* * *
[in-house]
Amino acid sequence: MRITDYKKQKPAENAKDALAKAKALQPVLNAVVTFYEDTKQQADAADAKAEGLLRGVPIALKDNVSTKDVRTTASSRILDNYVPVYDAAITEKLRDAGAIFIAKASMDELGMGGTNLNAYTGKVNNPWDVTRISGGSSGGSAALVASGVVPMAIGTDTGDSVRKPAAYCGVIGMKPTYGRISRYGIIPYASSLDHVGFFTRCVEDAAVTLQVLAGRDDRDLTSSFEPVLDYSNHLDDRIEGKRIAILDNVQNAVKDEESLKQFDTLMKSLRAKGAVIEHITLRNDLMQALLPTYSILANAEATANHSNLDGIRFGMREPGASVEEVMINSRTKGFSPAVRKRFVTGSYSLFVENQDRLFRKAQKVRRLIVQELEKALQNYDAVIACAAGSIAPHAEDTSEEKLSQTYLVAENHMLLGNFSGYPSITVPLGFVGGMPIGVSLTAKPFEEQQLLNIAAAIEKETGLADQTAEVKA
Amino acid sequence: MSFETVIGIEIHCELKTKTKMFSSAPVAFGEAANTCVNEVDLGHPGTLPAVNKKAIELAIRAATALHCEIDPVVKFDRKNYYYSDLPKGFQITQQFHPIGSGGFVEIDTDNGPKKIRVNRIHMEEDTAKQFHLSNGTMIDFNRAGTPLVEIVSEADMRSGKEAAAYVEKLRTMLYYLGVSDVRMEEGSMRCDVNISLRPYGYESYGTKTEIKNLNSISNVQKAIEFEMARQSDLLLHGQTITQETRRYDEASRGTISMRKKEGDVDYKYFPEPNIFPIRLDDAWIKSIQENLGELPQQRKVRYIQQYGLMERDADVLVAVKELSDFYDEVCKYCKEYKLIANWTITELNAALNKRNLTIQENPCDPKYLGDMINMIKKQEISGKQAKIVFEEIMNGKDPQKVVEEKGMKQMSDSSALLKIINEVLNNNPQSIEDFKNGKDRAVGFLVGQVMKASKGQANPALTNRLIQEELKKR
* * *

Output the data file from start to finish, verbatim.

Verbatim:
[in-house]
Amino acid sequence: MRITDYKKQKPAENAKDALAKAKALQPVLNAVVTFYEDTKQQADAADAKAEGLLRGVPIALKDNVSTKDVRTTASSRILDNYVPVYDAAITEKLRDAGAIFIAKASMDELGMGGTNLNAYTGKVNNPWDVTRISGGSSGGSAALVASGVVPMAIGTDTGDSVRKPAAYCGVIGMKPTYGRISRYGIIPYASSLDHVGFFTRCVEDAAVTLQVLAGRDDRDLTSSFEPVLDYSNHLDDRIEGKRIAILDNVQNAVKDEESLKQFDTLMKSLRAKGAVIEHITLRNDLMQALLPTYSILANAEATANHSNLDGIRFGMREPGASVEEVMINSRTKGFSPAVRKRFVTGSYSLFVENQDRLFRKAQKVRRLIVQELEKALQNYDAVIACAAGSIAPHAEDTSEEKLSQTYLVAENHMLLGNFSGYPSITVPLGFVGGMPIGVSLTAKPFEEQQLLNIAAAIEKETGLADQTAEVKA
Amino acid sequence: MSFETVIGIEIHCELKTKTKMFSSAPVAFGEAANTCVNEVDLGHPGTLPAVNKKAIELAIRAATALHCEIDPVVKFDRKNYYYSDLPKGFQITQQFHPIGSGGFVEIDTDNGPKKIRVNRIHMEEDTAKQFHLSNGTMIDFNRAGTPLVEIVSEADMRSGKEAAAYVEKLRTMLYYLGVSDVRMEEGSMRCDVNISLRPYGYESYGTKTEIKNLNSISNVQKAIEFEMARQSDLLLHGQTITQETRRYDEASRGTISMRKKEGDVDYKYFPEPNIFPIRLDDAWIKSIQENLGELPQQRKVRYIQQYGLMERDADVLVAVKELSDFYDEVCKYCKEYKLIANWTITELNAALNKRNLTIQENPCDPKYLGDMINMIKKQEISGKQAKIVFEEIMNGKDPQKVVEEKGMKQMSDSSALLKIINEVLNNNPQSIEDFKNGKDRAVGFLVGQVMKASKGQANPALTNRLIQEELKKR